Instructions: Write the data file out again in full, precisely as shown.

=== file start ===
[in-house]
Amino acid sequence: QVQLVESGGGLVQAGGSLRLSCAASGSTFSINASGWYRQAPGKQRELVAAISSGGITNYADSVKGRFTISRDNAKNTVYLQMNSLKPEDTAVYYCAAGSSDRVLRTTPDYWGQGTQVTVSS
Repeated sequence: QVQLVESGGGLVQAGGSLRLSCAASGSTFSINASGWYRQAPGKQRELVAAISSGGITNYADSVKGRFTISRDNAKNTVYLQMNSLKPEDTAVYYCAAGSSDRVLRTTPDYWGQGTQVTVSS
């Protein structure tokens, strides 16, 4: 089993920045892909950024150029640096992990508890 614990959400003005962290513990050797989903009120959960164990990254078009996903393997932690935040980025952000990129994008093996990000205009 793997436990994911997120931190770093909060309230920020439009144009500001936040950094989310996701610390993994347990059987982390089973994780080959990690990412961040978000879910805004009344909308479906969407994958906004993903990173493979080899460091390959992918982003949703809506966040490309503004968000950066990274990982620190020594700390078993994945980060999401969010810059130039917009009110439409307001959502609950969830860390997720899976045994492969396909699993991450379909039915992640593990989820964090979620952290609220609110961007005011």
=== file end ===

[in-house]
Amino acid sequence: QVQLVESGGGLVQAGGSLRLSCAASGSTFSINASGWYRQAPGKQRELVAAISSGGITNYADSVKGRFTISRDNAKNTVYLQMNSLKPEDTAVYYCAAGSSDRVLRTTPDYWGQGTQVTVSS
Repeated sequence: QVQLVESGGGLVQAGGSLRLSCAASGSTFSINASGWYRQAPGKQRELVAAISSGGITNYADSVKGRFTISRDNAKNTVYLQMNSLKPEDTAVYYCAAGSSDRVLRTTPDYWGQGTQVTVSS
């Protein structure tokens, strides 16, 4: 089993920045892909950024150029640096992990508890 614990959400003005962290513990050797989903009120959960164990990254078009996903393997932690935040980025952000990129994008093996990000205009 793997436990994911997120931190770093909060309230920020439009144009500001936040950094989310996701610390993994347990059987982390089973994780080959990690990412961040978000879910805004009344909308479906969407994958906004993903990173493979080899460091390959992918982003949703809506966040490309503004968000950066990274990982620190020594700390078993994945980060999401969010810059130039917009009110439409307001959502609950969830860390997720899976045994492969396909699993991450379909039915992640593990989820964090979620952290609220609110961007005011």